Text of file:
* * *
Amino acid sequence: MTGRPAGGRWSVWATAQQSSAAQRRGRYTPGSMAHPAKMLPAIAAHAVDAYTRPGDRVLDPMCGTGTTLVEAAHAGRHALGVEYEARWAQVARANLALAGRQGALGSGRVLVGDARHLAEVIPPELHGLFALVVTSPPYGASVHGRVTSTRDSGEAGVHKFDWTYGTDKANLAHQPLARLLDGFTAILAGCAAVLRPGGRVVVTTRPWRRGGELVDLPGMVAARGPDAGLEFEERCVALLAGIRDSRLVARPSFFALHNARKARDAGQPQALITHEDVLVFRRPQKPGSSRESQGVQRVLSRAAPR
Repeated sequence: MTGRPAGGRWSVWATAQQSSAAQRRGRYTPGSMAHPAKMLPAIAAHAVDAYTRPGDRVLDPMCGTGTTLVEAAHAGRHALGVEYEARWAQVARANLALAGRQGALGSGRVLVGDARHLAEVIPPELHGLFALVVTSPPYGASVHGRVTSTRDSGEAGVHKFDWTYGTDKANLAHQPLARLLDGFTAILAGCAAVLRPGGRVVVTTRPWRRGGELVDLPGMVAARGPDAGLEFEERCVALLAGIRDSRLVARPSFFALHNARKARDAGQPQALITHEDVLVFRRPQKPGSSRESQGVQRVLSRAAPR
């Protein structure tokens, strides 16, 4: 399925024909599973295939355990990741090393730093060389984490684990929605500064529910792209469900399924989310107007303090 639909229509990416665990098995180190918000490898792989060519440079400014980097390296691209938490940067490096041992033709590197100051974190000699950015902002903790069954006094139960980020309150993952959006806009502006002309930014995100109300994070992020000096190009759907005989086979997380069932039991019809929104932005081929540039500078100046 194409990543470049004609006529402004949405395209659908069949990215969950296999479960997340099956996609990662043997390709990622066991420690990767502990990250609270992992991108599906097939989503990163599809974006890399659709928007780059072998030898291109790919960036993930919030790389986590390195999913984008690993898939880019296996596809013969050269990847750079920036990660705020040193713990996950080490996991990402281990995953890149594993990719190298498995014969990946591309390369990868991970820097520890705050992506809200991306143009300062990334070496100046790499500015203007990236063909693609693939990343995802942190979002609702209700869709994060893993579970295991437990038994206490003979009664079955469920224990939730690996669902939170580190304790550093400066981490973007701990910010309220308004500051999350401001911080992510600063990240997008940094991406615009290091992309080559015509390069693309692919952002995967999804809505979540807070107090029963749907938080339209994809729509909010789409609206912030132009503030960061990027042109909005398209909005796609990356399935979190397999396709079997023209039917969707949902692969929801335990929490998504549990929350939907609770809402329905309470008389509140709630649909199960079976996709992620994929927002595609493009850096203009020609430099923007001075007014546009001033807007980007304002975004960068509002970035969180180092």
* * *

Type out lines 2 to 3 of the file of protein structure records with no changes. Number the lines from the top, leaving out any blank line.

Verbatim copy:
Repeated sequence: MTGRPAGGRWSVWATAQQSSAAQRRGRYTPGSMAHPAKMLPAIAAHAVDAYTRPGDRVLDPMCGTGTTLVEAAHAGRHALGVEYEARWAQVARANLALAGRQGALGSGRVLVGDARHLAEVIPPELHGLFALVVTSPPYGASVHGRVTSTRDSGEAGVHKFDWTYGTDKANLAHQPLARLLDGFTAILAGCAAVLRPGGRVVVTTRPWRRGGELVDLPGMVAARGPDAGLEFEERCVALLAGIRDSRLVARPSFFALHNARKARDAGQPQALITHEDVLVFRRPQKPGSSRESQGVQRVLSRAAPR
């Protein structure tokens, strides 16, 4: 399925024909599973295939355990990741090393730093060389984490684990929605500064529910792209469900399924989310107007303090 639909229509990416665990098995180190918000490898792989060519440079400014980097390296691209938490940067490096041992033709590197100051974190000699950015902002903790069954006094139960980020309150993952959006806009502006002309930014995100109300994070992020000096190009759907005989086979997380069932039991019809929104932005081929540039500078100046 194409990543470049004609006529402004949405395209659908069949990215969950296999479960997340099956996609990662043997390709990622066991420690990767502990990250609270992992991108599906097939989503990163599809974006890399659709928007780059072998030898291109790919960036993930919030790389986590390195999913984008690993898939880019296996596809013969050269990847750079920036990660705020040193713990996950080490996991990402281990995953890149594993990719190298498995014969990946591309390369990868991970820097520890705050992506809200991306143009300062990334070496100046790499500015203007990236063909693609693939990343995802942190979002609702209700869709994060893993579970295991437990038994206490003979009664079955469920224990939730690996669902939170580190304790550093400066981490973007701990910010309220308004500051999350401001911080992510600063990240997008940094991406615009290091992309080559015509390069693309692919952002995967999804809505979540807070107090029963749907938080339209994809729509909010789409609206912030132009503030960061990027042109909005398209909005796609990356399935979190397999396709079997023209039917969707949902692969929801335990929490998504549990929350939907609770809402329905309470008389509140709630649909199960079976996709992620994929927002595609493009850096203009020609430099923007001075007014546009001033807007980007304002975004960068509002970035969180180092």